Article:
When TIF reported 3Q11 earnings (Tiffany’s fiscal year, like that of most retailers, ends in January), it lowered its 4Q profit guidance (see my post).
By then, the company had seen sales for virtually the entire month of November and had detected weakness in spending by residents of the Northeast and Mid-Atlantic regions of the US. At that time, it still expected a “low-teens percentage increase” in worldwide sales during 4Q11. But it effectively clipped $.10 from its estimate of per share profits for the year’s final three months, saying it expected to earn $1.48 – $1.58 per share during the period. That would be 6.3% more than the $1.44 it earned in the comparable period of fiscal 2010.
the weakening holiday selling season
Last week, TIF reported the results of its worldwide sales for November plus December.
The news wasn’t good–especially in the US and Europe.
Rather than the low-teens increase in sales the company had been anticipating, revenues were only up by 7%.
By region, they broke out as follows:
Americas total sales = +4%, comp store sales = +2% (3Q11 comps = +15%) ←
Asia-Pacific (ex Japan) +19%, +12%, (+36%) ←
Japan +13%, +6%, (+4%)
Europe +1%, -4%, (+6%).
In the US, sales to residents were down year on year. Buying by foreign tourists pushed results into the plus column.
In its press release, TIF reduced its eps forecast for 4Q11 by another $.10-$.15. It now expects to earn $3.60 – $3.65 for the full year.
The stock fell 10% on the news. Unlike other stocks with negative earnings surprises, TIF hasn’t rebounded.
December must have been a particularly disappointing month for TIF, since management had already revised down its expectations based on November weakness.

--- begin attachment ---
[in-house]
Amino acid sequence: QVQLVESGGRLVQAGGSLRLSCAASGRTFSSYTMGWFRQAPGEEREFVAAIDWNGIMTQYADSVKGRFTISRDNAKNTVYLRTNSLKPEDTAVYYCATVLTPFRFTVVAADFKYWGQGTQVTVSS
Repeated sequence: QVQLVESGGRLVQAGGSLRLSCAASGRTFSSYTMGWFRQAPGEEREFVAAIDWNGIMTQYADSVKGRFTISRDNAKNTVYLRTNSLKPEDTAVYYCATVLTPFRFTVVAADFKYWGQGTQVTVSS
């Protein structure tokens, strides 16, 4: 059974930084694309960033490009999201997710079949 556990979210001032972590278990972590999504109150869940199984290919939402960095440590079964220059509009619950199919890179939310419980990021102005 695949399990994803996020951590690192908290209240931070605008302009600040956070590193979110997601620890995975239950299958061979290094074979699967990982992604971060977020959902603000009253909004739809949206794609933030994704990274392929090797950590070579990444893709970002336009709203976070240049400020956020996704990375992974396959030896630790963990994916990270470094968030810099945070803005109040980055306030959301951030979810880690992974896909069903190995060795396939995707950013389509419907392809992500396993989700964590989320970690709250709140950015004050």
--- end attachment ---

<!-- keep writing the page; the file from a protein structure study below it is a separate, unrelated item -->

Recent macroeconomic reports are almost universally signalling that the US economy is improving. In the jewelry industry in particular, Signet reported on the same day as TIF that its same store sales in its Kay business were up +9.8% and in Jared, +10.0%. Similarly, Zale reported that its non-kiosk US jewelry business had same store sales growth of +9.0%. Neither is showing anything like the weakness in TIF’s business.
TIF is much farther up-market than either Signet or Zale. Presumably, that’s the source of the difference. It looks like TIF’s high-end US customers left their credit cards at home last month. My guess is that the problem resides in the waning fortunes of executives in financial services and the industries, like legal, which support it.
Look at the Asia-Pacific figures above, as well. TIF didn’t highlight this area. Same store sales are still high at +12%. But three months ago they were growing at a +36% pace, or 3x the current rate.
what to do
At last Friday’s price of $59 or so, TIF is trading at 16x fiscal 1011 eps and yielding 2%. That looks cheap to me.
On the other hand, we have only guesses as to what’s causing the current deceleration in company sales. They’re probably good guesses, but still…
For investors, the more pertinent question is probably when earnings comparisons will begin to pick up again. My tentative answer is–not soon. In fact, earnings comparisons could be negative or flat until late in 2012.
So my thoughts remain unchanged from late November. I don’t feel any need to sell the stock I own, but I don’t think I have to hurry to buy more. If I didn’t own any I might buy a small part of a position now, but no more than that.